Intruder is a lousy movie, and lacks some of the over-the-top elements that might make it a so-bad-it’s-good classic.


1 / 5

There can be great joy in watching bad movies, and that joy is overflowing from director Travis Z’s new woman-in-peril thriller. Intruder allows us to watch a tale unfold unencumbered by narrative cohesion or common sense. The film is so rife with inexplicable events and behavior that a viewer may wonder if the film is brilliantly plotting the course for a huge, game-changing surprise or post-modern takedown of the genre. It’s not. But the thrill is in the journey, not the destination.

Bradley Sellers’ cinematography is first rate, highlighted by gorgeous long shots of storm-struck Portland and extreme close-ups of the film’s glamorous cellist-protagonist Elizabeth (Louise Linton, of the recent Cabin Fever remake). But the rest of the production falls terrifically short. The score overpowers the film, and horror movie tropes such as bursts of sudden, cacophonous strings play at such inopportune times that you’ll search the screen to make sure you haven’t missed something scary. The script and editing are the most glaring problems, making everything from the time of day to the location consistently confusing.

It is impossible to judge the performances, as everyone appears to be simply trying to do the best they can with the material. The musician Moby appears as Elizabeth’s conductor and is forced to deliver several profanity-laden speeches that come across as potential Billy Eichner sketches rather than creepy encounters. Linton fares better; although most of her dialogue is delivered to a cat that Elizabeth is inexplicably babysitting for the weekend, Linton has an inherent star quality that makes it hard to take your eyes off of her.

Unfortunately, that same star quality makes Linton seem completely out of place as a struggling Portland cellist. Her hair and make-up are perfect in every frame, and her distracted gaze and slight smile as she wanders around her home makes Intruder often feel like a series of discarded Maybelline commercials. That far-off stare, coupled with her character’s frequent inability to detect an intruder that is in the room with her, unintentionally gives the impression that Elizabeth is suffering from blindness or narcolepsy.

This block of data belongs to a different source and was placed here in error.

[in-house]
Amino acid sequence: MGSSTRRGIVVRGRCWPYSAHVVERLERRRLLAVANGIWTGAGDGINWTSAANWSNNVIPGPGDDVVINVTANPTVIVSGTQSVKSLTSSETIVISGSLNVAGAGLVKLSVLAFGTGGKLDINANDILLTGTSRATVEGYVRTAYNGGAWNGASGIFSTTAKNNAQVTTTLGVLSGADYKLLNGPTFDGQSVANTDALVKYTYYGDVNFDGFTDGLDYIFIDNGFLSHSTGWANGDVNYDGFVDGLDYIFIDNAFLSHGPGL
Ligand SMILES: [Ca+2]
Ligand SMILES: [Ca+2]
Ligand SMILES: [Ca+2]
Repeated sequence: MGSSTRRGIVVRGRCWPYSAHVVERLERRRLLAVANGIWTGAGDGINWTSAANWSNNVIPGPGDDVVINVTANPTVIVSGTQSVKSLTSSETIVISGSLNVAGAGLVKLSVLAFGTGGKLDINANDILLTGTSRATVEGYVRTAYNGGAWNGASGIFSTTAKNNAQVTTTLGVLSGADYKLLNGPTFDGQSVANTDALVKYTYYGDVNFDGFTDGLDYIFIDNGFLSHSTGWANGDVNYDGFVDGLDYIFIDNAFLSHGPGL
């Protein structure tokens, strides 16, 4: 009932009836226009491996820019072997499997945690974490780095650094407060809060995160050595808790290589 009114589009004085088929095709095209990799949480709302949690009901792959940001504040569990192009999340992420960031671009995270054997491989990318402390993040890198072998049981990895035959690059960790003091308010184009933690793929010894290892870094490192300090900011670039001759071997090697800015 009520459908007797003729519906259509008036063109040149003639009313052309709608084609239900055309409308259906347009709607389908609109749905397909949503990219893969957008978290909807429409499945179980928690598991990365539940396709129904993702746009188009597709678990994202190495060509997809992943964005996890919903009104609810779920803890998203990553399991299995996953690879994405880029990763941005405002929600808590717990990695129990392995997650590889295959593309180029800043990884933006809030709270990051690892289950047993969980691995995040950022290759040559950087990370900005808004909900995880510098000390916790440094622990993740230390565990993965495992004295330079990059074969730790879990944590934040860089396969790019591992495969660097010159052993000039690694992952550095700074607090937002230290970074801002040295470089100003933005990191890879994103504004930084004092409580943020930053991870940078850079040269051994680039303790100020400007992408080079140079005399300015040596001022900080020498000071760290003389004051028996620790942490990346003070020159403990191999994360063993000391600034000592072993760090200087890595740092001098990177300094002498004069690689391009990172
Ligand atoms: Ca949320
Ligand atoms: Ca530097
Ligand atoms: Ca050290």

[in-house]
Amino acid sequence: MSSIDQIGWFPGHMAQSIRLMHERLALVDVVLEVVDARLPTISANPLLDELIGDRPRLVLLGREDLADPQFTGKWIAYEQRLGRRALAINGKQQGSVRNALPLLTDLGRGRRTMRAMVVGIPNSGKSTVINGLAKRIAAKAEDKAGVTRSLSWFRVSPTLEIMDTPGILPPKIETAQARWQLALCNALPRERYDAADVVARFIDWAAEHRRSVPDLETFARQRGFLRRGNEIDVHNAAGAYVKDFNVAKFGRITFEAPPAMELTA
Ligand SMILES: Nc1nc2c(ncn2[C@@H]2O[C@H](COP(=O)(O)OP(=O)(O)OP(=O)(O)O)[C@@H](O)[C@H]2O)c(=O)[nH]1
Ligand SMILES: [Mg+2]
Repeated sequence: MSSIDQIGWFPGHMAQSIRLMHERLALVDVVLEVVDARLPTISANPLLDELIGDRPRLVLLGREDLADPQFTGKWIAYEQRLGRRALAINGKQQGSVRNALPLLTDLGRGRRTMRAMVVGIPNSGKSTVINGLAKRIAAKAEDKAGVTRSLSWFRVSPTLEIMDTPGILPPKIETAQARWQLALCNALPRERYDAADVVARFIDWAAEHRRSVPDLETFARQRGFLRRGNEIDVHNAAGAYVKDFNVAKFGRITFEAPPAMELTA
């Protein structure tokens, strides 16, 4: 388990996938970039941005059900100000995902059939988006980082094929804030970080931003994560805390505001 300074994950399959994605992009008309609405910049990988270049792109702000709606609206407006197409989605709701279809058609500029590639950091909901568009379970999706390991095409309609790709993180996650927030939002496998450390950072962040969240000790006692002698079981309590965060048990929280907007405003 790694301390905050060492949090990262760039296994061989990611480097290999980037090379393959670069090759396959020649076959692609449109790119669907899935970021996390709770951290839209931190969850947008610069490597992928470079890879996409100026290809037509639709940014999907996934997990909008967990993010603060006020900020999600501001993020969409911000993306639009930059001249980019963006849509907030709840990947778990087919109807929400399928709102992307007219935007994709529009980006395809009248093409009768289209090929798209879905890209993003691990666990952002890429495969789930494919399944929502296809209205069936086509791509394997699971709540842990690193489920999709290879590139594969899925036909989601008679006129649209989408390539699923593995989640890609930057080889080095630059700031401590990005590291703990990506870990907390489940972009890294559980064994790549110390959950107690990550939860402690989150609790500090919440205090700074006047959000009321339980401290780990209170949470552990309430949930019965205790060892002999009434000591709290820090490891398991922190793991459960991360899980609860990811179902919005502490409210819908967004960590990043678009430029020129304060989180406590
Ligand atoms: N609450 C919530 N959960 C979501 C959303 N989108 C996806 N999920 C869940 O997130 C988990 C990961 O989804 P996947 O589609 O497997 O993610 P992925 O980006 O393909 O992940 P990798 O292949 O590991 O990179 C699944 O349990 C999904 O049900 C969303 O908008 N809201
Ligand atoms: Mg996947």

Perhaps blame shouldn’t fall to writer-director Z (Cabin Fever, Scavengers), but rather his influences, a mix of B-movies and classics that include Scream, Black Swan, House of the Devil, Alien and The Strangers. He faithfully recreates scenes from these and other films but forgets to bring along the underlying elements that made them successful. For instance, Intruder copies Scream’s opening, placing a beautiful character alone in her isolated, palatial home and then (spoiler alert) murdering her horribly after mere minutes. But Scream’s brilliance lay not in its plot but in the fact that it broke the rules by killing Drew Barrymore, arguably its biggest star, 10 minutes into the film.

While Scream played with audience expectations, Intruder deflates them. The driving questions of the film (outside of how Elizabeth could have a Scottish accent while her mother’s is English and her brother’s is American) are whether or not our leading lady will notice the intruder who has taken up residence in her closet, and if she’ll know who this intruder is. Neither question has a satisfying answer.

Intruder is a lousy movie, and lacks some of the over-the-top elements that might make it a so-bad-it’s-good classic. But it does have some value. The movie evokes genuine smiles as it forces its viewers to ask themselves questions they may have never asked: “Who puts on fake eyelashes to go to bed alone?” “Why would the fear of missing your child’s first steps make you hire a cat sitter?” It also showcases the mysteriously watchable Louise Linton and the talents of Travis Z, who, in spite of everything has put together a visually compelling film. Sometimes it’s okay to just sit back and enjoy the audacity of a bad movie.

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